Sunday, October 5, 2014

Dramatize vs Visualize

For over the past year I have plunged into the fascinating world of TPRS, otherwise known as Comprehensible Input. I have been in awe what my students are able to do grammatically, and recall. when they need it. However, one thing that has been a hangup with me is the idea of dramatizing a story, or even a sentence.

For every formal summative assessment, I have the student reflect on their learning, what works best and what doesn't. The last test inquired about what they thought was most productive for their learning and why. It was an interesting observation that an overwhelming number of students commented in someway the acting was their most effective learning tool with the readings. After some additional self-reflection it occurred to me that it wasn't just the acting per se, but rather that they could visualize.

Visualize. Yes, visualization rather than dramatization is what I needed to hear. Maybe it's my theater background that made me want to have props, a stage, audience, for a full-blown dramatization. What they really need is a way to see what is happening in the story, no matter how lame or goofy it may turn out. Putting a warm body in the place of a mental image and/or creating a (new) mental image for the learner is what it's all about.

Vero (mamá de Ana), Anita (Pobre Ana), Antonio (papá de Ana)

Alejandra (mamá de Ana), Adalicia (Pobre Ana), Jacovo (papá de Ana)

So, visualizing "Ella es una chica." vs "Él es un chico." becomes more real for the students. I can then take it to the next level, asking students about the chico or the chica. ¿Es alto or bajo? ¿Es grande o pequeña? ¿Es de Iowa o California?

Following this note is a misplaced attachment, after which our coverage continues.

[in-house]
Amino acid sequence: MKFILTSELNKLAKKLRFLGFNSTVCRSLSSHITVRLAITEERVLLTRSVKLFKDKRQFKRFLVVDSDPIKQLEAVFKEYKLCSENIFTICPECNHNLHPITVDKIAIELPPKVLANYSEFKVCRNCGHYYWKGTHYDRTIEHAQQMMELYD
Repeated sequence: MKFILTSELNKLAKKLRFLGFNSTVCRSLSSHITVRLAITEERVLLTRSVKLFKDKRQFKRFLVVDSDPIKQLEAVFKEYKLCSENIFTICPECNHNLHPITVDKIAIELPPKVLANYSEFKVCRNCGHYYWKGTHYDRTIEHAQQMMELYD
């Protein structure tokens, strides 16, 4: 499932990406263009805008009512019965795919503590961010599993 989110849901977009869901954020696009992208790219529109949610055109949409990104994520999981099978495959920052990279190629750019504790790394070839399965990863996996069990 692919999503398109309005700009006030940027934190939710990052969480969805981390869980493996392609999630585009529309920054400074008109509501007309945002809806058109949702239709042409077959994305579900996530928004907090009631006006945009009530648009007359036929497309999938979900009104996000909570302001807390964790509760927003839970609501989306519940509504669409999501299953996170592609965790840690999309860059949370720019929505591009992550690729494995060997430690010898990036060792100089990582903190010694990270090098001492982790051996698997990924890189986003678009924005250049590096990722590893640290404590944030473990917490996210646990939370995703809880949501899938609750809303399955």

It's a simple word, but one that made all the difference for me and reinforced that the images are so important to beginning students.

Sunday, March 9, 2014

Pobre Ana HISHE

We are all enamored by the How It Should Have Ended videos on youtube. This idea sparked the cumulative project for the novel by Blaine Ray, Pobre Ana. Students have read the novel this quarter while learning grammatical structures, vocabulary, and cultural topics. Their final project was to create an alternative ending, while maintaining the integrity of the novel's storyline and using the structures from the story.

The students could work solo or with a partner, using voicethread, makebeliefscomix, iMovie, blabberize, bitstrips, storyboardthat, etc. They were only limited by their creativity beyond these requirements. Students started exploring various suggested websites, setting up accounts, and writing their script.

Students then produced their movies and they are published here:
Please vote for your favorite or add comments at the bottom of this post. We'd love to hear from you.